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Axel Nimmerjahn – An Interdisciplinary Path to Make the Invisible Visible

Photo: Courtesy Axel Nimmerjahn

They say a picture is worth a thousand words, but how do you create an image of real-time interactions inside the nervous system?

“For the brain and spinal cord, that’s a little challenging. Our goal is to shed light on this ‘black box.’ For a very long time, we simply didn’t have the technology [to study this], and so, we’ve developed that technology to open that box to look inside and see, how exactly does it work,” explains 2011 Rita Allen Scholar Axel Nimmerjahn.

Growing up in Germany, Nimmerjahn was exposed to medical science and technology at a very early age. His parents worked in a hospital and would share patient stories around the breakfast table and take him and his brother to conferences. “I think both of us liked this very much,” says Nimmerjahn. This science storytelling connected another passion, “one of the things that really inspired me as a teenager was a magazine called P.M. That magazine focused on communicating the latest findings in the natural sciences and technology to a broad audience. I really devoured those journals. They sparked my interest in the natural sciences and physics in particular.”

Nimmerjahn’s compulsory year of military service after high school opened opportunities to further explore his interests in science. He dedicated as much time as possible to attending medical science and physics lectures at local universities. “Education is essentially free [in Germany], so you can just walk into a lecture room and listen in. And so, that’s what I did,” he recalls. So captivated was Nimmerjahn by physics research that he declined an offer to attend one of Germany’s top medical schools in order to study physics—and never regretted it.

“At the same time, I never lost that interest in the medical sciences. So, after I graduated from university, I had the perfect opportunity to do both. I did both my master’s thesis, as well as my Ph.D., at the Max Planck Institute for Medical Research,” says Nimmerjahn. His training in physics complemented his interest in neuroscience as he began a journey into developing microscopes to image cells in the nervous system.

An accidental phone call to a Nobel laureate helped Nimmerjahn chart his path toward developing new technology to image and understand brain and spinal cord cells. Nimmerjahn was searching for a lab where he could complete his master’s thesis. Having heard of the Max Planck Institute’s research at the intersection of physics and biology, he called their department of cell physiology. “And the person who picked up the phone was Bert Sakmann. Dr. Sakmann is a Nobel laureate in physiology and medicine! Because his secretaries had already left for the day, he picked up the phone [when I called],” Nimmerjahn remembers.

Follow your passion. I think the Rita Allen Award in particular is one of those few opportunities where you’re encouraged to take risks, and you’re encouraged to follow your passion.

Sakmann became Nimmerjahn’s thesis advisor and introduced him to a new PI who was looking for students, Fritjof Helmchen. Helmchen had previously developed the first miniaturized two-photon microscope at Bell Labs and was looking to continue this work at the Max Planck Institute. With Nimmerjahn’s background in physics, he was an excellent fit for the project and was accepted into Helmchen’s lab as the first graduate student.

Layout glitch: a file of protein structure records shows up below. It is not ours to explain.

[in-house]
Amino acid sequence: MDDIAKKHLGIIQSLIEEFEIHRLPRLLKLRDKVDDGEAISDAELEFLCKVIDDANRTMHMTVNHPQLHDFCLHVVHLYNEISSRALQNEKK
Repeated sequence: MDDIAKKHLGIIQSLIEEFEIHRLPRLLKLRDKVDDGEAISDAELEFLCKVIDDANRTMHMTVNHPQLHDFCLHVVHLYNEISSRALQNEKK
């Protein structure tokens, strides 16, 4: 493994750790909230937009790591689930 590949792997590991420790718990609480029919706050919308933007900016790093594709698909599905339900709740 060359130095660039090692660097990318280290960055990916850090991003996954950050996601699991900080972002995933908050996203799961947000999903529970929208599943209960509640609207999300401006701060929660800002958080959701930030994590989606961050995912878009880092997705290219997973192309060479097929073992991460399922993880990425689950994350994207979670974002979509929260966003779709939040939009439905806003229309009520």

In addition to designing smaller microscopes, the Helmchen lab was working to develop complementary methods for labeling cells that would also allow researchers to view activity within cells. One method that was only beginning to emerge at the time was the use of viral vectors—a way to transfer genetic material into cells using the natural mechanism of how a virus infects a host cell. Nimmerjahn began a collaboration with another young investigator at the Max Planck Institute named Pavel Osten to use viral vectors to express fluorescent proteins in cells, such as the green fluorescent calcium indicator GCaMP, which changes its fluorescence intensity when bound to calcium ions, creating early images of activity within individual brain cells.

“We wanted to use the viral vector to express GCaMP1.6 in neurons. Once they have expressed it at high enough levels, we can mount the miniaturized microscopes [on the mice], and we can measure the [cellular] activity as the animal behaves. But these vectors have fairly broad tropism—they do not only infect neurons. They infect all sorts of other cells, including glial cells,” says Nimmerjahn. “One day, Pavel called me. He said, ‘Hey, you should come over. I have tissue slices where you can see the staining; it looks incredible.’ When I looked through the microscope, I said, ‘Yeah, you’re right, this is fantastic!’ The thing is, he was talking about neurons. I was looking at astrocytes, [a specialized type of glial cell] and no one at the institute at that time was interested in studying glial cells. I was looking at these astrocytes, these bushy cells that were sort of floating like clouds through the neurons’ dendritic trees, and that was my starting point into glial cells.”

An example fluorescent image showing subsets of astrocytes (red) and neurons (light blue) in a mouse brain section, from the cortex (top) down through a portion of the hippocampus (bottom). Microglia are also stained (dark blue).

At the time, Nimmerjahn had limited prior knowledge of glial cells, support cells that interact with neurons in the central nervous system, and visited the library to learn more. He went on to make two important discoveries during his graduate work—identifying microglial cells as highly dynamic immune sensors within the brain and determining that certain synthetic dyes can be used to preferentially label living cell populations, including sulforhodamine 101, a dye to visualize astrocytes. “These two discoveries about microglia and then astrocytes turned out to be quite transformative for the field. We didn’t know at the time, of course. You only find out after many years what the impact of your research is, but those discoveries turned out to be quite impactful,” remarks Nimmerjahn.